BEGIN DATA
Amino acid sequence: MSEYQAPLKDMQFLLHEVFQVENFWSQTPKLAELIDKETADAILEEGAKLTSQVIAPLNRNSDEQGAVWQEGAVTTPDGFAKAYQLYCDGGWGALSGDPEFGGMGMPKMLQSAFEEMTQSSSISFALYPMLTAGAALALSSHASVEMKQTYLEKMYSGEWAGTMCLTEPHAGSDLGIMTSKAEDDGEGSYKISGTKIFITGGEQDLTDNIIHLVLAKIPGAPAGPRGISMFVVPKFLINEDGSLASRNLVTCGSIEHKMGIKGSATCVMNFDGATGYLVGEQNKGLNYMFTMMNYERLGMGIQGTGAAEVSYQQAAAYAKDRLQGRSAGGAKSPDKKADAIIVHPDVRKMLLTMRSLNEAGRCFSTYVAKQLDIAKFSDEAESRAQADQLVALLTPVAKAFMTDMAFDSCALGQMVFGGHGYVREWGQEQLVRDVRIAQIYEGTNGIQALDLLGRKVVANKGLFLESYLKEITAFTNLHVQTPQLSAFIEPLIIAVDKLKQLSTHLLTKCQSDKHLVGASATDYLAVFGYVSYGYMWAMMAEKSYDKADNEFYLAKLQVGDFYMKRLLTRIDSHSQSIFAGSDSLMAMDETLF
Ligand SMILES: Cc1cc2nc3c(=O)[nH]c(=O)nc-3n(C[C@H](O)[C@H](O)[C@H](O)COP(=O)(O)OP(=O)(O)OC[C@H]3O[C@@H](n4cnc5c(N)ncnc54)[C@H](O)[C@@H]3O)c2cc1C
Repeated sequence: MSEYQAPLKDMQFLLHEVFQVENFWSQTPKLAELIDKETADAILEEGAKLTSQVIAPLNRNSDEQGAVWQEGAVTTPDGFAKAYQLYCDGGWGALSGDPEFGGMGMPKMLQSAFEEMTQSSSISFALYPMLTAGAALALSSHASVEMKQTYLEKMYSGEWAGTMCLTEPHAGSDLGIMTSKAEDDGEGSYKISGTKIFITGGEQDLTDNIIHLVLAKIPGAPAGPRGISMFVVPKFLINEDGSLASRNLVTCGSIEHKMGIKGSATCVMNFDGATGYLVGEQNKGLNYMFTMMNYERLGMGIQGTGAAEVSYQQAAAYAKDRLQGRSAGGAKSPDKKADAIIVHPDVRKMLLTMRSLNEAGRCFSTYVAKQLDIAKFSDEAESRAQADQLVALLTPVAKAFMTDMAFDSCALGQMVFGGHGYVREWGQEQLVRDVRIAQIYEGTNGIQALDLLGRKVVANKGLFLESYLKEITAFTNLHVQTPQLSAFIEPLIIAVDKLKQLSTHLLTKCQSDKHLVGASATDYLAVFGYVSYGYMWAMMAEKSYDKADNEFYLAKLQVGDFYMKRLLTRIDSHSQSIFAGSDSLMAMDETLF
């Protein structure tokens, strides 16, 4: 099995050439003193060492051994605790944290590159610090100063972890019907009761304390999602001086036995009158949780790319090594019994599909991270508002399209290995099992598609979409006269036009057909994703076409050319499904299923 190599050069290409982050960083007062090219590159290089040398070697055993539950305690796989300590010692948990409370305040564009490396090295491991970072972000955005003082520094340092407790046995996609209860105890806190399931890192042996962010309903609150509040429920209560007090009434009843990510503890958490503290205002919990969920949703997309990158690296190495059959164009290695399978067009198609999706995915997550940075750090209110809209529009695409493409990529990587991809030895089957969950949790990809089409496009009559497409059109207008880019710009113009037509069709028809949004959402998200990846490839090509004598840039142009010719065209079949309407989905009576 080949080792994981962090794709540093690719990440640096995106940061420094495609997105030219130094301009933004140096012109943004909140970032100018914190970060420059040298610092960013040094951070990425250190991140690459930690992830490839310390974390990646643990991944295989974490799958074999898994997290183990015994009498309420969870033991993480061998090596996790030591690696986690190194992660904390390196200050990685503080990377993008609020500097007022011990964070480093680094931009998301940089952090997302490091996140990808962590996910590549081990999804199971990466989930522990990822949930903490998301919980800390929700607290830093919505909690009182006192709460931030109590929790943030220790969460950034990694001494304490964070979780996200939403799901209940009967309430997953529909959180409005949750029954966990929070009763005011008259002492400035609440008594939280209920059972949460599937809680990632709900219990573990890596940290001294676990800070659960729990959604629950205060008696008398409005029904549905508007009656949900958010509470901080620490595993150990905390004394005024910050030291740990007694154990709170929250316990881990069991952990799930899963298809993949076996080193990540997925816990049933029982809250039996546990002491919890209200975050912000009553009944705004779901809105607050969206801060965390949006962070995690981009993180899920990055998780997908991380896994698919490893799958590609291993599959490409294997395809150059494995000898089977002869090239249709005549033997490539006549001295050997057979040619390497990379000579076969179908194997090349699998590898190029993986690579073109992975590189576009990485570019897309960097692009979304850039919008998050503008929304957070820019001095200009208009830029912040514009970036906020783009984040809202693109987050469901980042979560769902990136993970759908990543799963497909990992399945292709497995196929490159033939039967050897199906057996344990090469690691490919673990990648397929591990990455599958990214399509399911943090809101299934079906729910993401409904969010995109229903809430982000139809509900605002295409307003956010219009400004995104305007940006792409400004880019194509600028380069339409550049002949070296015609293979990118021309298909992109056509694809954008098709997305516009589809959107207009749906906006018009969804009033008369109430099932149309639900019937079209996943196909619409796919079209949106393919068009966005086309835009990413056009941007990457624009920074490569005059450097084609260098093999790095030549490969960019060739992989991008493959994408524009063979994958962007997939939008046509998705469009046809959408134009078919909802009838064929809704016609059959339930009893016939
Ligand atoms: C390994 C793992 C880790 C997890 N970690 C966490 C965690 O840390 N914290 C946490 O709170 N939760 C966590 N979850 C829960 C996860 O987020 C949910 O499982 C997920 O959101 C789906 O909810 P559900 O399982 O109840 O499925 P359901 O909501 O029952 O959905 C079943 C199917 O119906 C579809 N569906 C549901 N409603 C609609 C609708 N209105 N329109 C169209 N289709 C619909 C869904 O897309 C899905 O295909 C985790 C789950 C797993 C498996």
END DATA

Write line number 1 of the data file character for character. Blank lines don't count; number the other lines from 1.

Amino acid sequence: MSEYQAPLKDMQFLLHEVFQVENFWSQTPKLAELIDKETADAILEEGAKLTSQVIAPLNRNSDEQGAVWQEGAVTTPDGFAKAYQLYCDGGWGALSGDPEFGGMGMPKMLQSAFEEMTQSSSISFALYPMLTAGAALALSSHASVEMKQTYLEKMYSGEWAGTMCLTEPHAGSDLGIMTSKAEDDGEGSYKISGTKIFITGGEQDLTDNIIHLVLAKIPGAPAGPRGISMFVVPKFLINEDGSLASRNLVTCGSIEHKMGIKGSATCVMNFDGATGYLVGEQNKGLNYMFTMMNYERLGMGIQGTGAAEVSYQQAAAYAKDRLQGRSAGGAKSPDKKADAIIVHPDVRKMLLTMRSLNEAGRCFSTYVAKQLDIAKFSDEAESRAQADQLVALLTPVAKAFMTDMAFDSCALGQMVFGGHGYVREWGQEQLVRDVRIAQIYEGTNGIQALDLLGRKVVANKGLFLESYLKEITAFTNLHVQTPQLSAFIEPLIIAVDKLKQLSTHLLTKCQSDKHLVGASATDYLAVFGYVSYGYMWAMMAEKSYDKADNEFYLAKLQVGDFYMKRLLTRIDSHSQSIFAGSDSLMAMDETLF